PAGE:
From a "Grammar" basis, "AN APPEAL TO HEAVEN" makes "APPEAL" a noun, and with the adjective "AN" suggests ONE APPEAL ONE time or by ONE person; where as in "Appeal to Heaven", "Appeal" is a verb, an action word, so "Appeal to Heaven" becomes a CONTINUING, COLLECTIVE COMMAND from the COMMANDER IN CHIEF (Washington) for ALL Americans to "Appeal to Heaven" to pray to God the Father in Heaven continuously, as was the daily practice of Commander in Chief George Washington. An interesting "side note" of History, is the Washington family motto is, "Aspire to Heaven". Further, the motto "Appeal to Heaven" is said to derive from John Locke's Second Treatise on Government. If one reads that essay, no where did Locke write the words "an appeal to heaven", but did write "appeal to heaven".

    And Mr. Ansoff writes: The blog that 13 Stars found is written by a gent named James Manship, a former naval officer who portrays George Washington at public events. True, I was a former Naval Line Officer, the Signals Officer on the USS Independence in the Bicentennial Year of 1976, then in 1979, after two shoulder injuries in Navy EOD Diver training, I switched to Special Duty, Cryptology. In 1985, as Commanding Officer, my unit won the Delany Award as the best Naval Reserve Crypto Unit in the nation, and I was twice nominated by by Admirals for a White House Fellowship. In 1987, I suffered food poisoning, fell, hit my head, suffered a concussion, and was discharged from the Navy in 1988. Later I was director of the Defend America: VOTE! program at American Defense Institute on Capitol Hill in Washington. In 1997, I first began to portray General George Washington as an effective way to make "History Come Alive" and five times since have received standing ovations by the Virginia House of Delegates for portraying George Washington. In October 2012, the Library of Congress granted me a copyright on my research and on the faithful to facts of History design of the Washington Cruisers Flag, or Liberty Tree Flag, indeed the true "First Navy Flag".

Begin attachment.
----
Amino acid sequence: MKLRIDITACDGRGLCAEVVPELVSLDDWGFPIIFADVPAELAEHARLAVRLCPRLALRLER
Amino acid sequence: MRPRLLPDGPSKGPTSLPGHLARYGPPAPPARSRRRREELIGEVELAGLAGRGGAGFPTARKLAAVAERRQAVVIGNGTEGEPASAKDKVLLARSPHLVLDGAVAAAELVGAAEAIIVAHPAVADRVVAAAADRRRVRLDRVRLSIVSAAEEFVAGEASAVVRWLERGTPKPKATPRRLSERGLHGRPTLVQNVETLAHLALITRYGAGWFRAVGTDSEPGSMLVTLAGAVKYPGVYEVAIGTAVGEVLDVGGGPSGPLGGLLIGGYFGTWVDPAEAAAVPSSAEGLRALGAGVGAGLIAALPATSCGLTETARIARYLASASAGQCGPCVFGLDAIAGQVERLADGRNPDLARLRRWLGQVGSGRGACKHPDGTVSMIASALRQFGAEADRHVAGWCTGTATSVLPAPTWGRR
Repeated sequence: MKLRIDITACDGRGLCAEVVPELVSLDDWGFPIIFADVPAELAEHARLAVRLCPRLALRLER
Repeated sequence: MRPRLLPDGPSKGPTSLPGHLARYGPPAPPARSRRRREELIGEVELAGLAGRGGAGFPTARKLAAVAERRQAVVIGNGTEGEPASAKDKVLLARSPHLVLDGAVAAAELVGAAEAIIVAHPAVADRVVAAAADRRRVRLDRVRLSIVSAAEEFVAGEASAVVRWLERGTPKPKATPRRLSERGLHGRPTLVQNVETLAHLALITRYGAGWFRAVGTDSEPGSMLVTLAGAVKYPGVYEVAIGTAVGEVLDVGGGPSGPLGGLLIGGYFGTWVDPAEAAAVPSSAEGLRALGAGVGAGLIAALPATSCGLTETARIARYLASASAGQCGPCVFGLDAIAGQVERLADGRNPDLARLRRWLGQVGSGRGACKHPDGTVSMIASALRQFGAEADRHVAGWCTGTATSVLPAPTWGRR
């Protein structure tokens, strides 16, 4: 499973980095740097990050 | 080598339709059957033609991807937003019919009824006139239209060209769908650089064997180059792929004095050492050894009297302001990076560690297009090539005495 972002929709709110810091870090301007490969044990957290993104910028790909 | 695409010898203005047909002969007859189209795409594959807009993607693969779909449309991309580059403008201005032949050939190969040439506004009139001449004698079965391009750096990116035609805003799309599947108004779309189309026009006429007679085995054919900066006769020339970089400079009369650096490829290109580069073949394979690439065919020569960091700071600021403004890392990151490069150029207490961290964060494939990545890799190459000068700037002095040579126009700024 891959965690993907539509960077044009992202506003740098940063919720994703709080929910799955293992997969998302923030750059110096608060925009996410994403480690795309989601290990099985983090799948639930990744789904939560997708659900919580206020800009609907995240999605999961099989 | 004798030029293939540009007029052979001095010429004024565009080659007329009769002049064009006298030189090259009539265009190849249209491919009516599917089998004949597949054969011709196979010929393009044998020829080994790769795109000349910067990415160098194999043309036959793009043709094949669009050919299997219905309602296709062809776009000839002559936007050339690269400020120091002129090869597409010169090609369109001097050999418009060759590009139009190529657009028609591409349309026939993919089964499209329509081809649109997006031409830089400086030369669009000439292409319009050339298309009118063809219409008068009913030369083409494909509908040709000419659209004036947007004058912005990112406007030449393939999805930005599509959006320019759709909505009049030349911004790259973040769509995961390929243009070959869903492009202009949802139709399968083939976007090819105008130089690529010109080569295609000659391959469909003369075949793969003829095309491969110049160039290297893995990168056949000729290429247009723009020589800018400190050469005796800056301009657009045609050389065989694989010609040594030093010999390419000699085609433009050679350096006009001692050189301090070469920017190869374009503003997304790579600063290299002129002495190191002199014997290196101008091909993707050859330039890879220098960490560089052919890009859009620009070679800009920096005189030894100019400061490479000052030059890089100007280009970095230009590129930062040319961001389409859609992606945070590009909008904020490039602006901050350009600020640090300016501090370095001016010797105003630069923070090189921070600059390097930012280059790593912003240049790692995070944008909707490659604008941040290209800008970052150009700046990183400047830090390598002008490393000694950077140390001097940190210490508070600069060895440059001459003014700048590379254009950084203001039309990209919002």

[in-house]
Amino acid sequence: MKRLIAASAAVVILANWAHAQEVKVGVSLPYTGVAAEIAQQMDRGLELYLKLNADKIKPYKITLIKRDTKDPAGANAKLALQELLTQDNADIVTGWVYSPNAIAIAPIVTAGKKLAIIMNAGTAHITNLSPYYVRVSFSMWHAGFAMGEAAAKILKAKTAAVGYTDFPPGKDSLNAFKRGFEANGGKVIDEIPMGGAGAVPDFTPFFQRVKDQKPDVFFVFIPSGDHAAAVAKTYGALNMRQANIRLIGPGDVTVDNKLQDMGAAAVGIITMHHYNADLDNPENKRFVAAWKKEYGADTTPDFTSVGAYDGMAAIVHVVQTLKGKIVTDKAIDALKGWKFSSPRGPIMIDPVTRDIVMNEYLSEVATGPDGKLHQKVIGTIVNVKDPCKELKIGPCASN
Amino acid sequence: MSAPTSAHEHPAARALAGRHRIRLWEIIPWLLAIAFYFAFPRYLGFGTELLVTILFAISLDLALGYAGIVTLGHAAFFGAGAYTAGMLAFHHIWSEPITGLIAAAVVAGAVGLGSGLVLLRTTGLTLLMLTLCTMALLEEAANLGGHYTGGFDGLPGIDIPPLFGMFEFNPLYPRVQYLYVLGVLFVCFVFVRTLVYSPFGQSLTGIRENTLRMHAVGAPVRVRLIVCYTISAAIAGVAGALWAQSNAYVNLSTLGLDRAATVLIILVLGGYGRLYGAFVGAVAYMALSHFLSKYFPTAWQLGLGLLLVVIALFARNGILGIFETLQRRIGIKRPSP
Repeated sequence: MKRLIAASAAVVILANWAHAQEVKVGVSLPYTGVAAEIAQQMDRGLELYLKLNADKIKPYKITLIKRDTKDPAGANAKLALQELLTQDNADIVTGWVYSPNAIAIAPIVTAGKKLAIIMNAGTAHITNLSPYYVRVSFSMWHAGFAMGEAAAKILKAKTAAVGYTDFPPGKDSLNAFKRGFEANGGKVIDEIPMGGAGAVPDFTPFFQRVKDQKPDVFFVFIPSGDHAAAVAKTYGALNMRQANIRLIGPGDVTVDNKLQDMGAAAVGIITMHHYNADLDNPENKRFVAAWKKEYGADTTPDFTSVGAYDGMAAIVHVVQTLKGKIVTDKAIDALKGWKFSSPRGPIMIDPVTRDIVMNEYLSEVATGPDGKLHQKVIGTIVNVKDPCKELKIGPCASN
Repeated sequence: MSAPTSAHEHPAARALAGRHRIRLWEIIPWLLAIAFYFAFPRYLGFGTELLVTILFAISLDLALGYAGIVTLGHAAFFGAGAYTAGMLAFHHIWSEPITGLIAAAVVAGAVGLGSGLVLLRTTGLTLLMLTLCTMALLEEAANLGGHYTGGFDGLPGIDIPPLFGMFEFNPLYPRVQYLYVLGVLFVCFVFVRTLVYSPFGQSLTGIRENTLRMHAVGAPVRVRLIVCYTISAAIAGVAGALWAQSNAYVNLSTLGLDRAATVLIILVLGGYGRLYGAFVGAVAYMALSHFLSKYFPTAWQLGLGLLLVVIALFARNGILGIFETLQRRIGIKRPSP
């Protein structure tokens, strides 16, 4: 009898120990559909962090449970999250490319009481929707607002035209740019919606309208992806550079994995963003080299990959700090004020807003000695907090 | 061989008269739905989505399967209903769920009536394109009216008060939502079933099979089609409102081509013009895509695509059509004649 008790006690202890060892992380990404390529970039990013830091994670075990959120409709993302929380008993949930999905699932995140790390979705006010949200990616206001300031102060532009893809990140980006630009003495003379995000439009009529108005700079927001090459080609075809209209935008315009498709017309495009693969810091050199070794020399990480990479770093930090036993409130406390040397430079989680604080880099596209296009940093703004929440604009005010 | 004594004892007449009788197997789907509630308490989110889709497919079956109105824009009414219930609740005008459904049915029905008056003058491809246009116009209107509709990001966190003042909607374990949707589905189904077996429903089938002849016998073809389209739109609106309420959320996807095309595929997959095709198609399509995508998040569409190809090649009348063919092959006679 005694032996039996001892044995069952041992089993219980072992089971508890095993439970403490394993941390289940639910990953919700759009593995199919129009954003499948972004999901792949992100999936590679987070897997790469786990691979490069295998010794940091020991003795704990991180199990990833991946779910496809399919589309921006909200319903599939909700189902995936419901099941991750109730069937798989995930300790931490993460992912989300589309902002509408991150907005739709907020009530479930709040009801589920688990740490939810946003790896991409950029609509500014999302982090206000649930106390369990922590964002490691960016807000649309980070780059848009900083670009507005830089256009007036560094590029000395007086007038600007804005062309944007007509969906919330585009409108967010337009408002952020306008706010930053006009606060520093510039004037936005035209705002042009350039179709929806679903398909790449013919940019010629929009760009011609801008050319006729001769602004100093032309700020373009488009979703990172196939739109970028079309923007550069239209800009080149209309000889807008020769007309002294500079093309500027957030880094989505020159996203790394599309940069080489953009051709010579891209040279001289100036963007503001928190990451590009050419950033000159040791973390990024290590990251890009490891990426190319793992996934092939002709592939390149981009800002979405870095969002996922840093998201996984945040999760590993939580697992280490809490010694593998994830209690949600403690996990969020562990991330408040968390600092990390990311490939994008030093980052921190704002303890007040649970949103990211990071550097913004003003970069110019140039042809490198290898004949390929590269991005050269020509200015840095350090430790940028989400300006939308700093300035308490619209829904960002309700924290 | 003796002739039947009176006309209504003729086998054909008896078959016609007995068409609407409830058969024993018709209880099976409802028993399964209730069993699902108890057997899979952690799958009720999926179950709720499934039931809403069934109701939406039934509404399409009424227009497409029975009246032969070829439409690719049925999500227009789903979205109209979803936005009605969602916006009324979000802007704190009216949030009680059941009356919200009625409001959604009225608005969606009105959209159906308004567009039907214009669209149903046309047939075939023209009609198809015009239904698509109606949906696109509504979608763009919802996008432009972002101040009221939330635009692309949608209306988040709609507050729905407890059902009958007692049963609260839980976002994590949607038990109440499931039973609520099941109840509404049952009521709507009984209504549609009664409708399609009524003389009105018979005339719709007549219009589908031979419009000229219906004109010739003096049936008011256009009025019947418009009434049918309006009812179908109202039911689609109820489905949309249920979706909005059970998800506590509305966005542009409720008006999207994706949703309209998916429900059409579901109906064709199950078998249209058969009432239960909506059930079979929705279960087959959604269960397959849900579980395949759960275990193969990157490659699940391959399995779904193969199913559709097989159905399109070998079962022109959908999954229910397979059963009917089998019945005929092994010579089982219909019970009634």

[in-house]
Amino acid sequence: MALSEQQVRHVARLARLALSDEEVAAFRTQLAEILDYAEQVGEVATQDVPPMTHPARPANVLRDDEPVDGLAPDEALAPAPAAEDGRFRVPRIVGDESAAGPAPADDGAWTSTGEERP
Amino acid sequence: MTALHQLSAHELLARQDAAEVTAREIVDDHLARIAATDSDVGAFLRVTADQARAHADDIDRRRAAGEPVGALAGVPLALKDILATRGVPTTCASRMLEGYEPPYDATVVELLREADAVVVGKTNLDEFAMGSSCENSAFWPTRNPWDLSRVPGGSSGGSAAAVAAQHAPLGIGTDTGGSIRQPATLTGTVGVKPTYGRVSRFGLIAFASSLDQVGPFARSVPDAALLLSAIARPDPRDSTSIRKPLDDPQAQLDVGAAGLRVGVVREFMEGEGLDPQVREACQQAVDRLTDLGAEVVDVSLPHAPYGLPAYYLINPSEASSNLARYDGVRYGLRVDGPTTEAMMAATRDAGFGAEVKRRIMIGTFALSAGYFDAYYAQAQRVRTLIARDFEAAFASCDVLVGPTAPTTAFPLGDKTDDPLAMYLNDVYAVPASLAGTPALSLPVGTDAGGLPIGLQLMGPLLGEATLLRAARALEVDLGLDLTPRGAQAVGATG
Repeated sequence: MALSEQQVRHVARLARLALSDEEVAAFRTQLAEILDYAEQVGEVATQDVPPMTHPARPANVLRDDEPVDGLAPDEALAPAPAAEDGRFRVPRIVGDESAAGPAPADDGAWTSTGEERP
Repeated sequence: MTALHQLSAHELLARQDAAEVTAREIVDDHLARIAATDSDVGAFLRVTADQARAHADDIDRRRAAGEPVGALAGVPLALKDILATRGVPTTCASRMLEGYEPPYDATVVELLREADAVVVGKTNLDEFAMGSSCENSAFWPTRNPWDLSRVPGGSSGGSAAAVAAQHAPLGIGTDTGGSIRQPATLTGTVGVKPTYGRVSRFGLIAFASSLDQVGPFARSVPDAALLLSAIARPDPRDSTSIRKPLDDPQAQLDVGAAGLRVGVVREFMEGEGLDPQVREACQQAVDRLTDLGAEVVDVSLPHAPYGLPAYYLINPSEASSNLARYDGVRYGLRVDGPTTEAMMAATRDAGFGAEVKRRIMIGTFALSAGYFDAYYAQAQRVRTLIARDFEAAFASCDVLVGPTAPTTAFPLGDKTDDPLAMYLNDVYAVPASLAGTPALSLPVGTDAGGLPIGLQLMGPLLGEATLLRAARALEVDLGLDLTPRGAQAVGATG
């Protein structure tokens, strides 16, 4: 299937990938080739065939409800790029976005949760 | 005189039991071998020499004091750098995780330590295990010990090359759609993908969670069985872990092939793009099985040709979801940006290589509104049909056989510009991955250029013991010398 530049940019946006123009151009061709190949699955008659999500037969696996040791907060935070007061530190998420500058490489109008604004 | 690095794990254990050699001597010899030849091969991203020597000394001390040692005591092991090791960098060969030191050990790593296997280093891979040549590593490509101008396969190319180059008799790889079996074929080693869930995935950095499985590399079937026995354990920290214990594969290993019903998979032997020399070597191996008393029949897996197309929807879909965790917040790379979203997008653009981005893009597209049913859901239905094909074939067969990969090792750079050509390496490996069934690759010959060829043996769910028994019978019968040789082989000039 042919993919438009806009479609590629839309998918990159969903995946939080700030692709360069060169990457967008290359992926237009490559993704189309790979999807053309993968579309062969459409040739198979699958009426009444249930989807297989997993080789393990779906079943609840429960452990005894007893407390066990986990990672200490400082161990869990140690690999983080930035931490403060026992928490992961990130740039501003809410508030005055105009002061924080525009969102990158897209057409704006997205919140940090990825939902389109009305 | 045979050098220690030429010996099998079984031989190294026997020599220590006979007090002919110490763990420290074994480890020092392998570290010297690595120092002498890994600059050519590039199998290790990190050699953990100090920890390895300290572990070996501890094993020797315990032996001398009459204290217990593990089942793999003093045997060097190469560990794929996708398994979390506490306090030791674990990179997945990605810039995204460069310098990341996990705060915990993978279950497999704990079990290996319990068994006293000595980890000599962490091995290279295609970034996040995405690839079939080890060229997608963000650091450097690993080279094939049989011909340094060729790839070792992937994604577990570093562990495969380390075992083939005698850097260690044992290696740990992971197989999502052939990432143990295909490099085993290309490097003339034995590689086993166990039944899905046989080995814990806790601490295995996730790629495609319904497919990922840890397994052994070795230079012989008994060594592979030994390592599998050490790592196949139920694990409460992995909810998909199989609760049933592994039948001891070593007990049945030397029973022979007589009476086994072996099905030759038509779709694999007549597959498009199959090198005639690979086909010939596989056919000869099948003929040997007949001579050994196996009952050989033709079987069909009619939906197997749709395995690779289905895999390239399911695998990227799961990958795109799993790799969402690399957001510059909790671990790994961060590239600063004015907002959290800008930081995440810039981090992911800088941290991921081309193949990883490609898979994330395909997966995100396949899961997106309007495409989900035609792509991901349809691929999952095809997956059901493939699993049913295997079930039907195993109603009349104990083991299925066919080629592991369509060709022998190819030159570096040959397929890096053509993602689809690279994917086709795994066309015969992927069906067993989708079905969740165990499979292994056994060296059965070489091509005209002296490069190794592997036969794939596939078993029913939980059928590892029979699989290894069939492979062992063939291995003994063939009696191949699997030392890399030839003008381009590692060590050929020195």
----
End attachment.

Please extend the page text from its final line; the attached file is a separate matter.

8. GeneralWashington

    GeneralWashington New Member

    So to return to one of several areas of our agreement, Mr. Peter Ansoff wrote: